By most measures, the inaugural Baltimore Hockey Classic at 1st Mariner Arena was a success.
The game brought in a sellout crowd. Many of the announced 11,082 fans got into the action, wearing either the Washington Capitals’ red or jerseys from the departed Baltimore Clippers, Skipjacks or Bandits. And organizers say the event was a hit financially.
But Tuesday night’s ice hockey showcase was missing one key ingredient: quality ice.
Puddles formed on the ice during the Capitals' 2-0 preseason loss to the Nashville Predators. By the second period, they were visible even to fans in the upper deck, because of the bright lights shining down from above the scoreboard. When players made sharp cuts on the soft ice, water sprayed instead of ice shavings. Players fell, their passes lacked zip and goalies slid out of their nets while making saves.
Frank Remesch, general manager of 1st Mariner Arena, said Wednesday that the issues stemmed from humid outside air entering the arena before the game, raising the temperate inside to above 70 degrees.
He added that the machinery arena staff used to keep the ice frozen was functioning properly Tuesday. After the game, he called experts to have them come check out the equipment on Wednesday morning.
"We should have done a more proactive job as a building of looking at the forecast and thinking this through," said Remesch, who estimated that 75 to 80 percent of the paid attendees were from the Baltimore market. "We got caught up in the fan experience, making sure the building was spit-shined and the Capitals were happy … and all those things. We dropped the ball on that. It's as simple as that."
Outside of Baltimore, the main storyline was the slushy ice conditions that affected the quality of play in the NHL preseason game. Afterward, several players acknowledged they were worried about safety.
"The ice was soft, but it's over," Capitals forward Alex Ovechkin said. "So thank God nobody got hurt."
It was the first professional hockey game at 1st Mariner Arena since the minor-league Baltimore Bandits left town in 1997.
"It's been a long time since we made hockey ice in the building," Remesch said.
Arena workers started flooding the rink and freezing the ice Sept. 12.
"It's the same way we do it for 'Disney on Ice,'" Remesch said, except for the lines, logos and face-off dots, which were painted under the ice by workers from the Capitals. "They did an absolutely phenomenal job. The ice looked incredible."
The Baltimore Charm of the Lingerie Football League had a game at the arena Friday. Their playing surface was laid on the ice beforehand and pulled up Saturday so the ice could be cleaned for Tuesday's event.Though he admitted that the ice was "terrible," as far as ticket sales and fan experience, Remesch said, "I don't know where it would do better."
The Baltimore Hockey Classic was the first hockey game that Dave Wayne, 23, of Essex had attended.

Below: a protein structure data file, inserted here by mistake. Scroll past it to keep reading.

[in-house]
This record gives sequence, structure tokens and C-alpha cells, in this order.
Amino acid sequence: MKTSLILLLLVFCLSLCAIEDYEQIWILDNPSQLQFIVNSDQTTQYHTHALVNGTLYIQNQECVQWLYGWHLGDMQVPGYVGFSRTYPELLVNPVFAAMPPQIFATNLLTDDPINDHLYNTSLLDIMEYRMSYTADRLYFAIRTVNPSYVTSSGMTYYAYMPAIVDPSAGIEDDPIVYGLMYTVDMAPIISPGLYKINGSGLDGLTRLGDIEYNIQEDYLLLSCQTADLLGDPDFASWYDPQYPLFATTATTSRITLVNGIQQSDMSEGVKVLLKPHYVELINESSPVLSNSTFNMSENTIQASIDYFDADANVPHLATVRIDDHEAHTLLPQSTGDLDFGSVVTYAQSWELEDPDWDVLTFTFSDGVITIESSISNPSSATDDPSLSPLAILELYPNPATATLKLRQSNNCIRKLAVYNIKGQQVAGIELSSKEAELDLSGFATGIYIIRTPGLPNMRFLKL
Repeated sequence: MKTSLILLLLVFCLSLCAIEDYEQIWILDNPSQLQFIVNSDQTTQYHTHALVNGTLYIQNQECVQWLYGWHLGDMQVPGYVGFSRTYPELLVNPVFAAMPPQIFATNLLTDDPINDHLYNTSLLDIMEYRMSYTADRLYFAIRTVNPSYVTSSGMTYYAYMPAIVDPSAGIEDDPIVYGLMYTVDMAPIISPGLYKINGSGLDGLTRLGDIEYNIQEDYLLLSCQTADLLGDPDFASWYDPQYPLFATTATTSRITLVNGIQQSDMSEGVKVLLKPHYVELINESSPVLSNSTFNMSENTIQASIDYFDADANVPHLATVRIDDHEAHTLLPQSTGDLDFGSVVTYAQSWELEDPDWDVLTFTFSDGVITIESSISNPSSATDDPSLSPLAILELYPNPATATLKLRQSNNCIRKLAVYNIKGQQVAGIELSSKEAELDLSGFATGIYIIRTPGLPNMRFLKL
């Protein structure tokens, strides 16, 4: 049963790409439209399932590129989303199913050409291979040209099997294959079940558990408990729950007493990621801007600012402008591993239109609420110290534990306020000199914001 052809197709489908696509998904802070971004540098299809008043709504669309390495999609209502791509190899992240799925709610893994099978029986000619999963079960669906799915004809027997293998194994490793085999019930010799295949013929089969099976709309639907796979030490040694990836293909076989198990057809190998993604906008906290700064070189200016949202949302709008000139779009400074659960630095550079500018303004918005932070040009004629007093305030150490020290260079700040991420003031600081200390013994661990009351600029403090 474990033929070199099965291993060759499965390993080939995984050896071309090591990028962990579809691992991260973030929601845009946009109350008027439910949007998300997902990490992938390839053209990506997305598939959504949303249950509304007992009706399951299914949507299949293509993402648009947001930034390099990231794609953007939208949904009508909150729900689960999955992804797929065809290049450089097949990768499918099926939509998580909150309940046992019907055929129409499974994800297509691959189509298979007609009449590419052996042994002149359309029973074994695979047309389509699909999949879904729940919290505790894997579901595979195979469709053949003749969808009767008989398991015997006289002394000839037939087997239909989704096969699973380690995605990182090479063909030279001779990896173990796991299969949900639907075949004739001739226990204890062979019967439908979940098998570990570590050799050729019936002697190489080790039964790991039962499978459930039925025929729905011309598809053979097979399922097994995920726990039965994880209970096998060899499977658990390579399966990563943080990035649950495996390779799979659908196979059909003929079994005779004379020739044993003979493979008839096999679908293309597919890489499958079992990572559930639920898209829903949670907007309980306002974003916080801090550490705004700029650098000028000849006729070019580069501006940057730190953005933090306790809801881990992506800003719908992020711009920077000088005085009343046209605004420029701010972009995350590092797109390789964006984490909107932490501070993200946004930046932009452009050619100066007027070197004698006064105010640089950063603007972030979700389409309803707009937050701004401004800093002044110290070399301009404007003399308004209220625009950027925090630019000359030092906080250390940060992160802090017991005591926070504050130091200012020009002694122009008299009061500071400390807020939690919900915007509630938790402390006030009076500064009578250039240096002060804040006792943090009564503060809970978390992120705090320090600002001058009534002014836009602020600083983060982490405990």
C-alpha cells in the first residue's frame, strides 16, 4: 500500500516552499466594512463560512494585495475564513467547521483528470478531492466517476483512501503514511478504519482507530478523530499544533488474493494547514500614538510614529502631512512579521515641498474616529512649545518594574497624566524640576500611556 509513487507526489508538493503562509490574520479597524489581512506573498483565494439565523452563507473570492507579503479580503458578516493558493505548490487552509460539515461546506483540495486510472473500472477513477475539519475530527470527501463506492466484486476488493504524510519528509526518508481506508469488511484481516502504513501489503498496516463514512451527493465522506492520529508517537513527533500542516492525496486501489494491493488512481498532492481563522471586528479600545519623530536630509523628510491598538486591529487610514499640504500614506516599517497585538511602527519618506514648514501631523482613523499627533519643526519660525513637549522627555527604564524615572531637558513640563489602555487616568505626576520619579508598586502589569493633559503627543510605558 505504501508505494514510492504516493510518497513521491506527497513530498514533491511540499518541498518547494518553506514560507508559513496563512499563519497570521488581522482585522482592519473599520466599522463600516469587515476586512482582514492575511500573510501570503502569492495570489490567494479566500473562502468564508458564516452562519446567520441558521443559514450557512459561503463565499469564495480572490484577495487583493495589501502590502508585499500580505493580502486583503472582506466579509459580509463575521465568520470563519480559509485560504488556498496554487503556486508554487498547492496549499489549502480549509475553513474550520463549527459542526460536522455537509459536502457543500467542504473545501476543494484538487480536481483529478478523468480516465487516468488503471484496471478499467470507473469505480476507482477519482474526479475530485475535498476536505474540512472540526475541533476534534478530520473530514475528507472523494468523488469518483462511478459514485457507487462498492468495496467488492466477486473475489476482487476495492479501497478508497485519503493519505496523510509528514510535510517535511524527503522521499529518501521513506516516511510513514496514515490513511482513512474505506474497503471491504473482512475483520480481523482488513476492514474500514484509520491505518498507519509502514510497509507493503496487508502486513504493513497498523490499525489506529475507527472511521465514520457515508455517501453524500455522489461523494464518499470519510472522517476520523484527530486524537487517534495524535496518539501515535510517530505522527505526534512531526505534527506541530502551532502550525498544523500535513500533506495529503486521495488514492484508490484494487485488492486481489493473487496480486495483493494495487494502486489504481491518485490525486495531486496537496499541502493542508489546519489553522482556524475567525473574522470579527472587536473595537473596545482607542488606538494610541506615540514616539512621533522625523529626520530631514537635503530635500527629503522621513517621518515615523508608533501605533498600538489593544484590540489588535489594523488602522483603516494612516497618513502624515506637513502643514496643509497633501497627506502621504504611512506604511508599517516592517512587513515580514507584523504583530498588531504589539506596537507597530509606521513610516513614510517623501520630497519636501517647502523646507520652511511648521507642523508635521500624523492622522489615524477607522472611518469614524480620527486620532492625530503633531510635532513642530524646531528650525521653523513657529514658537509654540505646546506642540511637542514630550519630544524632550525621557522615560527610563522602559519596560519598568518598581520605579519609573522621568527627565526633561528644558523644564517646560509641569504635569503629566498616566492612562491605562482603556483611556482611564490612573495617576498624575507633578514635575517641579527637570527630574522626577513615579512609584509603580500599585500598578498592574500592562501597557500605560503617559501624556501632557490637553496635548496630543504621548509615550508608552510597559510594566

"Our seats were in the upper level," he said Wednesday, "so it probably took me a little longer than others to fully notice the meltdown."
But the conditions inside the arena didn't ruin the experience for him.
"[It was] money well spent and I will do it again if we get another crack at it," Wayne said.
Dave Stevenson, 24, of Reisterstown, said he could see the condition of the ice impacting play.
"It definitely affected watching the game," he said. "I could definitely tell that the players were more careful and cautious than usual, and the pauses to fix the ice got annoying. Outside of the bad ice, I had a terrific time at the game."
Remesch believes the ice issues can easily be avoided if the Capitals return to 1st Mariner Arena for another preseason game next September — and he is optimistic that they will.
To get the arena as cool as possible, he plans to "just totally crank the air conditioning down" in the lower 60s and schedule all deliveries prior to the day of the event. Having the Zambonis do a dry cut between periods instead of spreading water to form a new layer of ice will also be a consideration.
"The good news is that it can absolutely be fixed," Remesch said.
But will the Capitals be willing to come back to Baltimore for an exhibition game next year?
According to a source who was close to the negotiations for Tuesday's game, "talks will begin in the coming days, and a decision should be made in the coming months" about a 2012 exhibition at 1st Mariner.
Arena officials and sponsors are already discussing multi-year deals for the Baltimore Hockey Classic.
"Looking at my business, I can't tell you how many times I had Bruce Springsteen on the books and lost him," Remesch said. "I hate talking about the future. But honestly, if I were a betting man, I would say that the Caps will absolutely come back. I still have to prove it to them that we can do this here in Baltimore."